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Thread: machining 304 stainless steel

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    machining 304 stainless steel

    I've got some exhaust manifolds I have to CNC from 304 stainless. I've gone through the machinist handbooks and it seems you need feed rates of .2/min. Any suggestions on tooling or lube to speed up the process? I have a feeling HSS bits will dull quickly so I was thinking of carbide. Thanks
    Paul

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    Registered Konrad's Avatar
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    Feed Rate all depends, on what tooling you are using, Carbide, HSS, long short, depth of cut, how many flutes, riggedy of your mill etc.
    I sometimes go as fast as 16"min.or .2" min.
    See, if you can mill {rough out with a roughing millingcutter first, the 304 is not bad cutting, in the 3....series, just make sure, you are not overheating, lots of coolant.
    Konrad



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    Don't dwell, and use enough feed so you don't work harden the material. Use lots of coolant.



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    I've had excellent luck with either cobalt or carbide drills and mills, but with TiALN coating... it's a little pricey, but it eats through 300 series like nothing else!
    Try 50 SFpM, and about 1.5-2.0 Ipm.
    And, as stated by everyone else... COOLANT!!



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    Cuts like butter if you go fast enough. Cut it to slow and its like cutting a diamond with a butter knife. Will work harden in less than a second.. Keep the feed constant.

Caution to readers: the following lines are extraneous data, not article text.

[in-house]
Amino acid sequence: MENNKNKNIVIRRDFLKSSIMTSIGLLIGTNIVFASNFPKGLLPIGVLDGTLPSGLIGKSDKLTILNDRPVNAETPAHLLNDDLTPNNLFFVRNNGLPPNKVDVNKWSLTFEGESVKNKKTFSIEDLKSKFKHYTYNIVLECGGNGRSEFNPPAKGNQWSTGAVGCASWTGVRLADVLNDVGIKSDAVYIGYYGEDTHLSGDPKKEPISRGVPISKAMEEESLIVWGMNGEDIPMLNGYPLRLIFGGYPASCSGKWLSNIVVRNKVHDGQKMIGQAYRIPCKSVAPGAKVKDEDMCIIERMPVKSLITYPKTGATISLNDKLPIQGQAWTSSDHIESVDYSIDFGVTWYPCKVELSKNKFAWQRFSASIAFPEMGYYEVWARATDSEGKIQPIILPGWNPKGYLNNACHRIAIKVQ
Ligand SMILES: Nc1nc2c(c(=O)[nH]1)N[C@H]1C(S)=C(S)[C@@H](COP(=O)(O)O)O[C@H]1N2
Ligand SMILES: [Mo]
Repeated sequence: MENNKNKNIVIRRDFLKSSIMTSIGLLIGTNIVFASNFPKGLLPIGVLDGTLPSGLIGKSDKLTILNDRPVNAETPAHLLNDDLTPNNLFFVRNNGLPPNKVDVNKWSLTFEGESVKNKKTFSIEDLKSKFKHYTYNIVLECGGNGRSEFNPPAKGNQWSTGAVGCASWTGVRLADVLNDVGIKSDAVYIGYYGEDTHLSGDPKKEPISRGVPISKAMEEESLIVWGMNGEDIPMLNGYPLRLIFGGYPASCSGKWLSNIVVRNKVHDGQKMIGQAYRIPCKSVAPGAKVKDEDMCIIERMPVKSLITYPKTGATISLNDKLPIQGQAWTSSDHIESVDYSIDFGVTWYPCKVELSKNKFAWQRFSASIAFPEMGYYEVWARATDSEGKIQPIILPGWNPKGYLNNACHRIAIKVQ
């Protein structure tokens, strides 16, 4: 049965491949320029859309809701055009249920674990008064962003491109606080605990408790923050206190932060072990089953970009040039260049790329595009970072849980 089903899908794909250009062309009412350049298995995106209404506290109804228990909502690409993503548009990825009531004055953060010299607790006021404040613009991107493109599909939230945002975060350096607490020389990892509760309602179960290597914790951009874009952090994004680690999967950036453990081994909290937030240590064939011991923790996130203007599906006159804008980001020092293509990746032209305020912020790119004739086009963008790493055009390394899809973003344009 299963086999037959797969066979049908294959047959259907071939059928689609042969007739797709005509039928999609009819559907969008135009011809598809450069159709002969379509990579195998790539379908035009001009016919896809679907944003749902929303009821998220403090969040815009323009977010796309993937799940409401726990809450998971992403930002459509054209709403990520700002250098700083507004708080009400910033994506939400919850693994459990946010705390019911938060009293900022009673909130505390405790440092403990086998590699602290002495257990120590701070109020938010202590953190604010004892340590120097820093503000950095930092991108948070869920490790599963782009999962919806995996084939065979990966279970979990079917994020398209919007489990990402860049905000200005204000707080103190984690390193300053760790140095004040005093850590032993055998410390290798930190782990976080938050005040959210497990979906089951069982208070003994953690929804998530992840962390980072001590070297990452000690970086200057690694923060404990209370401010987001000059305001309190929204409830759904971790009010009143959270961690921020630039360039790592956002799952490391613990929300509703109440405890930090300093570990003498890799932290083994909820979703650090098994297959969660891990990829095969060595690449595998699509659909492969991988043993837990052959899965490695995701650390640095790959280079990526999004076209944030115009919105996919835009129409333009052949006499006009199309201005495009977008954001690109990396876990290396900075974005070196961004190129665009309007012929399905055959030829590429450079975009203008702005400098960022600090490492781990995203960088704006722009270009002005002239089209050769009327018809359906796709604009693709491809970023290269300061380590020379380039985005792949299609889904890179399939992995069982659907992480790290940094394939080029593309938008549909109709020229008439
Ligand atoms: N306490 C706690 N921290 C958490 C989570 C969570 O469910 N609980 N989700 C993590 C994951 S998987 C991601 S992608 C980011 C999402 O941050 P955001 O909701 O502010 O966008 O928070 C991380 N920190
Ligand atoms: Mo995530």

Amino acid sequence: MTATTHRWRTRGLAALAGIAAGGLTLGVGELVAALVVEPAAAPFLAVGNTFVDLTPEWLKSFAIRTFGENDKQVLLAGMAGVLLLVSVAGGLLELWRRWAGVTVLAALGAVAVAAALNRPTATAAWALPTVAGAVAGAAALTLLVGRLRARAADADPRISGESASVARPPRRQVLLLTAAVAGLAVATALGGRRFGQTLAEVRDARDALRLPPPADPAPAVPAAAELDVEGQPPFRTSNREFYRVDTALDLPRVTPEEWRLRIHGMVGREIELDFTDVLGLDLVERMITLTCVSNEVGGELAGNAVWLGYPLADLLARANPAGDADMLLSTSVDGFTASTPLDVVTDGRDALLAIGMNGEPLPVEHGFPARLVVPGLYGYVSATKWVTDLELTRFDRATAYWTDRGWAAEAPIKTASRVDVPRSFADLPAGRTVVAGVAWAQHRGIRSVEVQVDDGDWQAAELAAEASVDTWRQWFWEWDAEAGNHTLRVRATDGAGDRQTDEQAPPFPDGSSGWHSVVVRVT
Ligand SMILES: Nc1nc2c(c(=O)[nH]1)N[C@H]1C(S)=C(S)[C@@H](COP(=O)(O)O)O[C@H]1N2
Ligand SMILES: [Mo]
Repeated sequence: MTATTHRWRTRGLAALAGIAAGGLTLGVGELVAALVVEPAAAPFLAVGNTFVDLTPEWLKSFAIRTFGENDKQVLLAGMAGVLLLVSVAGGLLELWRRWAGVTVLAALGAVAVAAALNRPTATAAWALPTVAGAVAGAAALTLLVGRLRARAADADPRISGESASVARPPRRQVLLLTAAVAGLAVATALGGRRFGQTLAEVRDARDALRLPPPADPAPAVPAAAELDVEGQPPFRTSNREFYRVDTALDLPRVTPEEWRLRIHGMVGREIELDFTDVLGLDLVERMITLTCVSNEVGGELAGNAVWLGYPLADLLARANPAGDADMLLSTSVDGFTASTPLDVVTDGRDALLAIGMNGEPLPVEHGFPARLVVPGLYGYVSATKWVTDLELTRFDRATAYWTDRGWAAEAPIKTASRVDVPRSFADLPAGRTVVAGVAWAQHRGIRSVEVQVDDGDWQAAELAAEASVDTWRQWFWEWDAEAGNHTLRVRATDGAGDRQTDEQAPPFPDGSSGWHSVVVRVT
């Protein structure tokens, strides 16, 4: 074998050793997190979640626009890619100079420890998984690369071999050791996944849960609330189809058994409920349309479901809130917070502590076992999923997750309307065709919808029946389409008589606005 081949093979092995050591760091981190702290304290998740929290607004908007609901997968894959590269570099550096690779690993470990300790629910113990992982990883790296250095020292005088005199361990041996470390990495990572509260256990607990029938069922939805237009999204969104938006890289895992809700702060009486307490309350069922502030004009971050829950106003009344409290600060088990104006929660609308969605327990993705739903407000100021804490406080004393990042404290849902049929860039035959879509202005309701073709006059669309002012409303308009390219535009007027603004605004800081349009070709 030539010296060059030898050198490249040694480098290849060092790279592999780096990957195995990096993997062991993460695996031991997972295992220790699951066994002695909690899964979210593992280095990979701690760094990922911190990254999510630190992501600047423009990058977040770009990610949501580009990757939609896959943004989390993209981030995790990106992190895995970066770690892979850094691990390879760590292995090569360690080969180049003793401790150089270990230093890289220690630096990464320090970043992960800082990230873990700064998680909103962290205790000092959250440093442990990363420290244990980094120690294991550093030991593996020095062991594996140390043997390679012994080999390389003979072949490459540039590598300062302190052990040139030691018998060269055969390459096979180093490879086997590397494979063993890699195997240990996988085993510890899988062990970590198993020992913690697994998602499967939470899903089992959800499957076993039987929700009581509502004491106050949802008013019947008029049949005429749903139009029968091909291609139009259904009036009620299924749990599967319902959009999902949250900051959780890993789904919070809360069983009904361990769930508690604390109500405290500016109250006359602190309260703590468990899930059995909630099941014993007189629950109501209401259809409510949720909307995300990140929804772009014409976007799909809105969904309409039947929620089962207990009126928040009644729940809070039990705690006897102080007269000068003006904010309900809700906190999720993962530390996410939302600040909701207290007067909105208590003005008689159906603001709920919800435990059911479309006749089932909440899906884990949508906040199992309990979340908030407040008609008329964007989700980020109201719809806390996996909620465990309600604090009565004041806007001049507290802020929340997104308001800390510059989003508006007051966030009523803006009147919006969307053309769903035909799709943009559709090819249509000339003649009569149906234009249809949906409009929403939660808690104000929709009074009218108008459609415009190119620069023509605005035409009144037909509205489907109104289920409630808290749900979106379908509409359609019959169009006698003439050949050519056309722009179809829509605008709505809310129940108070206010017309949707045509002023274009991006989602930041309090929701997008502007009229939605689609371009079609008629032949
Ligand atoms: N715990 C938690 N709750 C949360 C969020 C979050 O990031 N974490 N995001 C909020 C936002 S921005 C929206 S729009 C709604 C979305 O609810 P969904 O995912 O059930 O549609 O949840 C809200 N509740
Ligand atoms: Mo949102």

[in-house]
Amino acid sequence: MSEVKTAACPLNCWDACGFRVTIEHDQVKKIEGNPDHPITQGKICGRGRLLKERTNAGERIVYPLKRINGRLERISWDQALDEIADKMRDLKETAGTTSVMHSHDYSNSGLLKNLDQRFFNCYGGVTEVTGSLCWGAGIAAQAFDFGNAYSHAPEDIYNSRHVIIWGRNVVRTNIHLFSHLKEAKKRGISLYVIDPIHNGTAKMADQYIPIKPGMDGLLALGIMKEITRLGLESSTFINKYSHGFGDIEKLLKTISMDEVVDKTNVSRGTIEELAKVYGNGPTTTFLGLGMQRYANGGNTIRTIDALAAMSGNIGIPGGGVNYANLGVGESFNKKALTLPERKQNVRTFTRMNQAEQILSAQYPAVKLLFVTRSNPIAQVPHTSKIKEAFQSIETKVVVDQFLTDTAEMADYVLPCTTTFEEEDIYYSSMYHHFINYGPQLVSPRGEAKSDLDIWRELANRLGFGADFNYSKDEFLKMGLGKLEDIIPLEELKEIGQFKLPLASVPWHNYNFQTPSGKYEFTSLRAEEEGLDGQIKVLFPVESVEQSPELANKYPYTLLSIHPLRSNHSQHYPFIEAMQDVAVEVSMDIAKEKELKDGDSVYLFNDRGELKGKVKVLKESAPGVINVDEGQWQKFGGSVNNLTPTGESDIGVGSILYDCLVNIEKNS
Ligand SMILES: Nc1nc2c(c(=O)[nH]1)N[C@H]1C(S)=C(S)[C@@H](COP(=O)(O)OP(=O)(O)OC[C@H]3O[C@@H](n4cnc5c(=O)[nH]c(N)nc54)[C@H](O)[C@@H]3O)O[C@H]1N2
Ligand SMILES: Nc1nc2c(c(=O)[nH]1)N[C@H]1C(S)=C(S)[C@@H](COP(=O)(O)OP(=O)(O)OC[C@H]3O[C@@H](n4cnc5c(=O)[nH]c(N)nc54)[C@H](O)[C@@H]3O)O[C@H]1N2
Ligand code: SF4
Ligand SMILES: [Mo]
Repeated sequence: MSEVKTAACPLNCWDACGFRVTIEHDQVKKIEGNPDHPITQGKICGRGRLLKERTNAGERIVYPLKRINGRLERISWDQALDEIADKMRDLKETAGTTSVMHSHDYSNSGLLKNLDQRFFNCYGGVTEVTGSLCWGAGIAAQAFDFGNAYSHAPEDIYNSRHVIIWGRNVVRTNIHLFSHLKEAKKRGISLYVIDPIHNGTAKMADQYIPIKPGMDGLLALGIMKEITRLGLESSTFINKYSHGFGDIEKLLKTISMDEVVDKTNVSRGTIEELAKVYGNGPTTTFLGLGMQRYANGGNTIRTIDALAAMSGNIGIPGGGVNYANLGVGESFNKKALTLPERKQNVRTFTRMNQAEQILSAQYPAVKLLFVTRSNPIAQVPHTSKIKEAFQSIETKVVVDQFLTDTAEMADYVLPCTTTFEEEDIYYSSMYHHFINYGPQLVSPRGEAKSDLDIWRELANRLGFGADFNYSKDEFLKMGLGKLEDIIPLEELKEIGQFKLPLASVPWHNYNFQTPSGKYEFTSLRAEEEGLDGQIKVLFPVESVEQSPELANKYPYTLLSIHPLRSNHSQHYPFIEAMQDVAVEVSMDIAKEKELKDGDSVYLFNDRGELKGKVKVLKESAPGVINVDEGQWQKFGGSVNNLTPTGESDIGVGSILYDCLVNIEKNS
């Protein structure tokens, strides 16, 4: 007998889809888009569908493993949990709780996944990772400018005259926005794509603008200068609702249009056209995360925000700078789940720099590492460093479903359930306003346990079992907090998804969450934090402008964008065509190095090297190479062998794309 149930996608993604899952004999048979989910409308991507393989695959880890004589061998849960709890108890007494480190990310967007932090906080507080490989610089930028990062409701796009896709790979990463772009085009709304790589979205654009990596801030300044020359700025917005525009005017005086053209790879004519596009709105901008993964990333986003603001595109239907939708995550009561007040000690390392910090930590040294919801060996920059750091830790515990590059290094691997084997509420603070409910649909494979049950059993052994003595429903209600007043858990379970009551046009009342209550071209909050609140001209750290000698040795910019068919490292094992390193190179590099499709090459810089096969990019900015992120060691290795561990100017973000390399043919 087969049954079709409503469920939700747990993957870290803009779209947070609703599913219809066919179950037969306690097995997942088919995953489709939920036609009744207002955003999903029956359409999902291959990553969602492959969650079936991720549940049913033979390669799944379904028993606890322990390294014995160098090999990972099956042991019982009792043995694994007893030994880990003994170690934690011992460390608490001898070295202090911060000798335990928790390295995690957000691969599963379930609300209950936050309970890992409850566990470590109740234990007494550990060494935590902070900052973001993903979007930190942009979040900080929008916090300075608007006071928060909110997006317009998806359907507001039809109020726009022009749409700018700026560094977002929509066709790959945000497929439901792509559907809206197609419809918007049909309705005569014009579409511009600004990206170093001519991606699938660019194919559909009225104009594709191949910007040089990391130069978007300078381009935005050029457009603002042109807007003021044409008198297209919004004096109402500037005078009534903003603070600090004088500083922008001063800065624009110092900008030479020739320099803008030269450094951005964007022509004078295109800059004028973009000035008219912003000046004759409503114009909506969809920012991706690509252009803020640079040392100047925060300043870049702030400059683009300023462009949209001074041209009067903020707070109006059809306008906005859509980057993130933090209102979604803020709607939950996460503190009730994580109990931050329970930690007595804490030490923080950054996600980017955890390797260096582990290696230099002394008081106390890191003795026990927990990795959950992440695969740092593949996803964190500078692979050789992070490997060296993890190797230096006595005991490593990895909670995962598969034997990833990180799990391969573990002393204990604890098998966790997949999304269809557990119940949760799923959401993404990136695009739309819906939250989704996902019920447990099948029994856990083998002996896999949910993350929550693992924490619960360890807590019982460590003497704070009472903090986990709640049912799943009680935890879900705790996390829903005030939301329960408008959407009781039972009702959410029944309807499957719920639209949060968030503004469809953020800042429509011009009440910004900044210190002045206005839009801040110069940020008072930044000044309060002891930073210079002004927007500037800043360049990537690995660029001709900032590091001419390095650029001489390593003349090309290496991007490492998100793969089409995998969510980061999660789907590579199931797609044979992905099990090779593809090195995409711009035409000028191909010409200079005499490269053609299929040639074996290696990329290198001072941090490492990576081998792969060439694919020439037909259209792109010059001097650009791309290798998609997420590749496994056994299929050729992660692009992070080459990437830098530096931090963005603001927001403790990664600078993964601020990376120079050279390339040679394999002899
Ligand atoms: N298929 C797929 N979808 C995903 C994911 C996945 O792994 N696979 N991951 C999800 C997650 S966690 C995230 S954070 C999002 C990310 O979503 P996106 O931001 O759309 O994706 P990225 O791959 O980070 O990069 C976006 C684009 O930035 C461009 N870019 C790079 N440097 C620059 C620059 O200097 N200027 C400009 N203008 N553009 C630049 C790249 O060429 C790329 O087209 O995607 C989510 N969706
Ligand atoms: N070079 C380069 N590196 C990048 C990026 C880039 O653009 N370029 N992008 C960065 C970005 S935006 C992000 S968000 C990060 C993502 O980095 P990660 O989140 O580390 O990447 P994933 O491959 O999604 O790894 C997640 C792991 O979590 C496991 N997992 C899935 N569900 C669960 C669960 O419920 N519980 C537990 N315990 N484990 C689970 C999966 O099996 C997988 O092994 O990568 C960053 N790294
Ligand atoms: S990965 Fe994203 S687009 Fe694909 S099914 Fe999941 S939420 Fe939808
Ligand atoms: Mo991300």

Donny

    www.whiterivermfg.com



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    OK, coolant I get the message. I would love to flood everything I do. I just bought a round collum benchtop and since I do a lot of work with steel I am having problems with overheating. I cant figure out how I am going to deal with this in the long run. Any ideas on a benchtop flood system?

    Halfnutz

    (Note: The opinions expressed in this post are my own and are not necessarily those of CNCzone and its management)


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    Halfnut,
    Have you tried a mister? I have a couple of machines that don’t have flood capabilities and I use misters. I like the type with two nozzles and a reservoir with the controls on the reservoir. I have one called “Spray Master” that I like well enough.
    There are enough cutting fluids on the market to confuse anybody. I have found one called “Trim Sol” that I like very much. I use it in my CNC for flood but I also use it for my misters. Mix it about 5 to 7 parts water to 1 part “Trim Sol” and use enough air to evacuate the chips and enough fluid to make things wet, maybe not dripping but wet. This will help you with your steel cutting and heat problem.



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    Kiddy pool & pond pump?

    Thanks for tip. No I hadnt thought about misting, but it sounds like the way to go. Until now my milling has been limited to a little Homier 12 spd. which is a great little machine, but not capable of creating the heat and piles of swarf that the 33686 does. What about a kiddy pool, some shower curtains and a pond pump? (just kidding)

    So about fluid choice,, is oil a thing of the past? Everyone is using water based coolants now? Is oil limited to threading? (I started out with a lathe and oil has allways been sufficiant).